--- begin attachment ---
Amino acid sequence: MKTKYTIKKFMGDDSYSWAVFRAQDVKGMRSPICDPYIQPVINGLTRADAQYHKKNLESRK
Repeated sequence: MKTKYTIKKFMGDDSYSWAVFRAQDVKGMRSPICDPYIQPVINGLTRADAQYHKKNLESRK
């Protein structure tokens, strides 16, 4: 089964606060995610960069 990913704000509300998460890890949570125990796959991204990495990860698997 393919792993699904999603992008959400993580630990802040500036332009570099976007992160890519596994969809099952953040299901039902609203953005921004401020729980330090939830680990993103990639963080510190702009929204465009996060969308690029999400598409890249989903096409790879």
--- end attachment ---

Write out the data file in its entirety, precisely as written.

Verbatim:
Amino acid sequence: MKTKYTIKKFMGDDSYSWAVFRAQDVKGMRSPICDPYIQPVINGLTRADAQYHKKNLESRK
Repeated sequence: MKTKYTIKKFMGDDSYSWAVFRAQDVKGMRSPICDPYIQPVINGLTRADAQYHKKNLESRK
């Protein structure tokens, strides 16, 4: 089964606060995610960069 990913704000509300998460890890949570125990796959991204990495990860698997 393919792993699904999603992008959400993580630990802040500036332009570099976007992160890519596994969809099952953040299901039902609203953005921004401020729980330090939830680990993103990639963080510190702009929204465009996060969308690029999400598409890249989903096409790879």